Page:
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  • Writer's pictureFr. Scott Haynes

The White Wedding Garment of Grace

Fr. Scott A. Haynes

A Meditation upon Matthew 22:1-14

At that time, Jesus spoke to the chief priests and the Pharisees in parables, saying, The kingdom of heaven is like a king who made a marriage feast for his son. And he sent his servants to call in those invited to the marriage feast, but they would not come. Again he sent out other servants, saying, "Tell those who are invited, behold, I have prepared my dinner; my oxen and fatlings are killed, and everything is ready; come to the marriage feast." But they made light of it, and went off, one to his farm, and another to his business; and the rest laid hold of his servants, treated them shamefully, and killed them. But when the king heard of it, he was angry; and he sent his armies, destroyed those murderers, and burnt their city. Then he said to his servants, "The marriage feast indeed is ready, but those who were invited were not worthy; go therefore to the crossroads, and invite to the marriage feast whomever you shall find." And his servants went out into the roads, and gathered all whom they found, both good and bad; and the marriage feast was filled with guests. Now the king went in to see the guests, and he saw there a man who had not on a wedding garment. And he said to him, "Friend, how did you come in here without a wedding garment?" But he was speechless. Then the king said to the attendants, "Bind his hands and feet and cast him forth into the darkness outside, where there will be the weeping and the gnashing of teeth." For many are called, but few are chosen.

The white wedding garment mentioned in this parable stands for the purity of the Catholic faith that we have been given at Baptism. As we examine the prayers in the ancient Baptismal ritual, we see that, at the end of the Rite of Baptism, the newly baptized (neophyte) is told:

“Keep thy Baptism so as to be without blame: to keep the commandments of God, that when the Lord shall come to the nuptial banquet, thou may meet Him together with all the Saints in the heavenly court, and may have eternal life and live for ever and ever.”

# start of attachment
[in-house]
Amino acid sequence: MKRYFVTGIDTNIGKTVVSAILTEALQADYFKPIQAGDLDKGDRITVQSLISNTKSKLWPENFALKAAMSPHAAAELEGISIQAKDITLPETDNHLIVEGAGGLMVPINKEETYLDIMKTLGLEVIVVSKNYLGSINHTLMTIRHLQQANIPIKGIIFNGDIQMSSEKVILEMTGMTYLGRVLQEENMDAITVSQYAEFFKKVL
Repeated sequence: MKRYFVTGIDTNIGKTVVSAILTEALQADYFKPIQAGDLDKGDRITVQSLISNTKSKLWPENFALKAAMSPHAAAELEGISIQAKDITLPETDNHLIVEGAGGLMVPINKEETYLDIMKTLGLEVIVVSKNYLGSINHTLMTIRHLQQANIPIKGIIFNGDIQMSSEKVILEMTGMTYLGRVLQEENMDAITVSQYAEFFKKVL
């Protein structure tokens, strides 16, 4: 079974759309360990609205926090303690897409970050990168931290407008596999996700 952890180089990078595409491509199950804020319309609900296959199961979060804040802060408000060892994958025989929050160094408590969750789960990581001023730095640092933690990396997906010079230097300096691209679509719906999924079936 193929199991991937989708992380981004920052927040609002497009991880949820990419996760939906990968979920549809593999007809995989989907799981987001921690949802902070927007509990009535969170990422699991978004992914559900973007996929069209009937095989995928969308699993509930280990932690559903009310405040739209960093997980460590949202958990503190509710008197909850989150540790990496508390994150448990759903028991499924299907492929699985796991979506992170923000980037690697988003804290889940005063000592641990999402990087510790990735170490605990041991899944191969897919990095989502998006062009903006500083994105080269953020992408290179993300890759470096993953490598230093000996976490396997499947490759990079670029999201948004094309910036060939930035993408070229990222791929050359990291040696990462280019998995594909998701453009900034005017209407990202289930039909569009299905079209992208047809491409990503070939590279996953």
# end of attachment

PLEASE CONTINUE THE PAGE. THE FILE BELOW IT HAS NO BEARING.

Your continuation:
In the Holy Eucharist, where we feast on the Body and Blood of Christ, we have a foretaste and pledge of the heavenly nuptial banquet that the Lord is preparing for us in heaven. In the parable of this Gospel, the King notices that a certain man at the feast does not have his white wedding garment on and so the King asks him:

“Friend, how did you come in here, not having on a wedding garment?”

Christ is teaching us that if we commit a grave sin, we have sullied our beautiful white garment–our life of grace in the Church. The place set for you at the heavenly wedding banquet is taken away. Your name card is ripped up. Your plate is removed, and your chair is taken away. Your place at God's table is forfeit. Then, you will be cast outside of the beautiful banquet hall where there will be wailing and gnashing of teeth.

Thus, we dare not approach Holy Communion in a state of mortal or serious sin. St. Paul warn us against making sacrilegious communions when he says:

“Whoever, therefore, eats the bread or drinks the cup of the Lord in an unworthy manner will be answerable for the body and blood of the Lord. Examine yourselves, and only then eat of the bread and drink of the chalice. For all who eat and drink without discerning the body, eat and drink judgment against themselves.” (1 Corinthians 11:27).

If our souls are burdened by mortal sin, we need to be absolved by a Priest in sacramental confession. But in order to make a good confession we have to tell all our mortal sins. We cannot hide them if we want them to be forgiven and to be healed by the Divine Physician. Furthermore, if we do not have any intention to turn away from our sins, then our confession is insincere. But we should never fear to go to confession, because Jesus knows all your sins already and the Priest is there because he wants to be a minister of God’s mercy for you.

Every priest knows that people are weak and tempted and fall into sin easily. Priests know how it is hard to break habits of sin. But to make a good confession–to turn from the life of sin to the life of grace – we must have a spiritual conversion (metanoia) towards Jesus Christ. We must make a sincere and an honest confession to be healed by the Lord. If we had no purpose of amendment when we confess our sins, what is the point of going to confessional?

To profess our Catholic faith is not simply to recite the Creed. It is not simply to live the Ten Commandments and to follow the Precepts of the Church and to check them off like a shopping list. To be Catholic is to live the faith every day of your life, not just on Sunday morning. We need to approach the Altar of God’s Love healed by the hand of God, healed by the Sacrament of Confession. For then we approach the heavenly banquet, the Eucharist, well-prepared and with fervor.

As Catholics we to keep our wedding garment white and pure; we must not put it on for Sunday and then strip it off during the week. We must wear it before this Holy Altar; we must be good Catholics in at home and in our families – in our jobs, in our leisure activities, in our entertainments and in the public arena.


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